December 12, 2016 JAK No comments exist

The weakening pound means your Brazil nuts are going to cost more this Christmas but in international currency terms you will be paying less for your Stilton. As a UK resident, perhaps this saving doesn’t add much festive cheer – but it would if you were a Welsh steelworker.


At the end of last week, Tata, the Indian steel giant, said it was reviewing the closure of its Port Talbot works, partly on the back of a weaker pound. When its closure was announced in March, it pretty much heralded the end of British steel: now it seems 4,000 workers will have their jobs guaranteed for five years, backed by Tata’s further £1 billion investment in Port Talbot.


There’s a sting in the tail: they have to agree to reduce pensions. The £15 billion pension scheme for 130,000 people, of whom only 10,000 are still working, was the straw that broke Tata’s back originally and it has been a major deterrent to fresh investment and new buyers.


This is not the first time a big company’s pension commitments have forced closure. Sir Philip Greene’s inability – resistance – to pay pensions at BHS turned him from the darling of the retail trade to the unacceptable face of capitalism this year.


Have you considered what your future pension commitments are and whether or not you can afford them? Forecast5 is the fast and accurate way to develop “what if?” scenarios for your business. It will show you whether, given actuarial assessments, you will be able to afford to pay your pension commitments and offers you a quick and easy method of calculating various scenarios to help you plan.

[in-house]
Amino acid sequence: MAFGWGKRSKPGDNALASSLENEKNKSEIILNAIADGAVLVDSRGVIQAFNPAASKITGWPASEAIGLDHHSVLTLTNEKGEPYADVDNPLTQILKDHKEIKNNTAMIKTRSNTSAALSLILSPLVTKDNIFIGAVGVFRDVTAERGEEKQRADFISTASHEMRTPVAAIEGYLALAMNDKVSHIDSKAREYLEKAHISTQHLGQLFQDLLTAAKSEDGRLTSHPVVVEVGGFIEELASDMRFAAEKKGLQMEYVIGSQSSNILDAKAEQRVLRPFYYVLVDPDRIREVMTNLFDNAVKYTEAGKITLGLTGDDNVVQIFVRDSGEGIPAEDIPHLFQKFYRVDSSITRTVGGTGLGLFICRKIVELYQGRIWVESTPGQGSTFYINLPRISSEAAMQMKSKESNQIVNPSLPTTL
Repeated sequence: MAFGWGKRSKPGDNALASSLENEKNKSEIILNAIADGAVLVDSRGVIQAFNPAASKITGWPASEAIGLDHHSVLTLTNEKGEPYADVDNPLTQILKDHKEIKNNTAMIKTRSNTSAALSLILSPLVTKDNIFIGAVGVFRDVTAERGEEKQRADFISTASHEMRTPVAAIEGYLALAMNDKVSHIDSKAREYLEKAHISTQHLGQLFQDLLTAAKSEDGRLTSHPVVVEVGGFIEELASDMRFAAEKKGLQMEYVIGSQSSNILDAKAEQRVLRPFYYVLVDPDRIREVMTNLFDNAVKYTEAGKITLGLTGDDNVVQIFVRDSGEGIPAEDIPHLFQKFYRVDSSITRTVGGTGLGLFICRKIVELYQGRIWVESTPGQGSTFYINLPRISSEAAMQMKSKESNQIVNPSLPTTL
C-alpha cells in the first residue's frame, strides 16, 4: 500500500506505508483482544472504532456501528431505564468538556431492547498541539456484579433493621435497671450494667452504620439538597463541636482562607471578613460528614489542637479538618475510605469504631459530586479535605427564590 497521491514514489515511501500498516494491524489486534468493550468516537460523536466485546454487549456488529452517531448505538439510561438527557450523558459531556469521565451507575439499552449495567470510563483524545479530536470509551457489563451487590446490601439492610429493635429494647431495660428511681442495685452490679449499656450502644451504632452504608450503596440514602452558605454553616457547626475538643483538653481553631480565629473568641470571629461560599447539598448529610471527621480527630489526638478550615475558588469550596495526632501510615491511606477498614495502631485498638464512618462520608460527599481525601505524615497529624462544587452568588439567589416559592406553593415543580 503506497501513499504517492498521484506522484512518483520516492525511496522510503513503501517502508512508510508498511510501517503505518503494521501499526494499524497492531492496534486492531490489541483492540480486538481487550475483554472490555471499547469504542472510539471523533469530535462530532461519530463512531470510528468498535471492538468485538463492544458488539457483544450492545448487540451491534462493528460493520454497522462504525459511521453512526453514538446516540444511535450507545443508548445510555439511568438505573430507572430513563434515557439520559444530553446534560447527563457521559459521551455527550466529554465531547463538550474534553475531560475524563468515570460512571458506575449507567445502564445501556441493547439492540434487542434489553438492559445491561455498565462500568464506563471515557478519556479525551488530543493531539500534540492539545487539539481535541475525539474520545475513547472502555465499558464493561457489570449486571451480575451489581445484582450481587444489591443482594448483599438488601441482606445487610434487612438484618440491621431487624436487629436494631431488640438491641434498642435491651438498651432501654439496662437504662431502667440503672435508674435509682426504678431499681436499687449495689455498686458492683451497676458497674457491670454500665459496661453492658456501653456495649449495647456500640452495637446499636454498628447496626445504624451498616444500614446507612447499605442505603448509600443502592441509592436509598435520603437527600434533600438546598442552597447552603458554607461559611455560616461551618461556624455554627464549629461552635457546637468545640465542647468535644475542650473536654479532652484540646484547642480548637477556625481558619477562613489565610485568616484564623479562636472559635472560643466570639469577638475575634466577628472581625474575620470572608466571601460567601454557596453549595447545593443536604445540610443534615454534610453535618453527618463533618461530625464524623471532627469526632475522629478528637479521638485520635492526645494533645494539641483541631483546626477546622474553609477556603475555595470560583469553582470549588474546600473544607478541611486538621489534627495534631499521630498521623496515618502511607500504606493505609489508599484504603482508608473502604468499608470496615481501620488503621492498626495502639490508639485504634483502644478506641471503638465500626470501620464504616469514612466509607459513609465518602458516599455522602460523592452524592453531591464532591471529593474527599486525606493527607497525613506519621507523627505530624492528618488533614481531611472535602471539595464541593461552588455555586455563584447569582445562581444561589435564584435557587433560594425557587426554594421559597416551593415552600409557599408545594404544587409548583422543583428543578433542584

And as an integrated forecasting suite, you will be able to see what your balance sheet looks like in the future, as well as your profit and loss account, cashflow and funds flow statements.


Download a free trial of Forecast5’s  forecasting software here.


If your pension scheme is primarily in fixed interest investment, you almost certainly won’t be able to meet its long-term commitments. Properly invested, its returns look much better post the Brexit vote. Last week was the FTSE’s best week since July with a 22.66 jump and, at 6,954.21 it’s about to breach the psychological 7,000 mark. This is largely due to minimal interest rates but also to investors’ confidence in the UK economy, given a falling pound.


A weaker pound appears to be the main reason Tata has re-joined the game in the UK: exports are suddenly looking brighter.


Are you the FD for a manufacturer who might also be benefitting? Would you gain kudos if you could present this in a digestible form to your board? Forecast5 has the tools to help you do this. We recently integrated our forecasting software with Sage 50, which means you can transfer data directly from your accounting program to our forecasting software, Forecast5, making forecasting even easier. Integration with Sage 300 (ex Accupac), Sage 200, Xero and others is in process.


Aren’t you glad that you are not at the helm of an Italian company, given the drubbing voters gave Matteo Renzi’s Constitutional reforms? Whatever we now blame Tony Blair for, at least he didn’t take us into the Euro. The Daily Telegraph quotes the Centre for Economics and Business Research (CEBR), a leading economics consultancy, saying that following the vote it now estimates the chances of Italy staying in the Euro through the next five years have fallen below 30 per cent.


The CEBR said that bitter three-month campaign had demonstrated that Italian voters would not tolerate indefinitely the chronic unemployment, stagnant wages and Brussels-imposed austerity that now come with euro membership.


That’s another reason to celebrate the Brexit vote and be thankful for a currency that marches in step with our national economy. If, however, you do own European-based companies, now might be a good time to do a bit of business forecasting about the implications of Marine Le Pen winning the presidency in France and Italy falling out of the EU…

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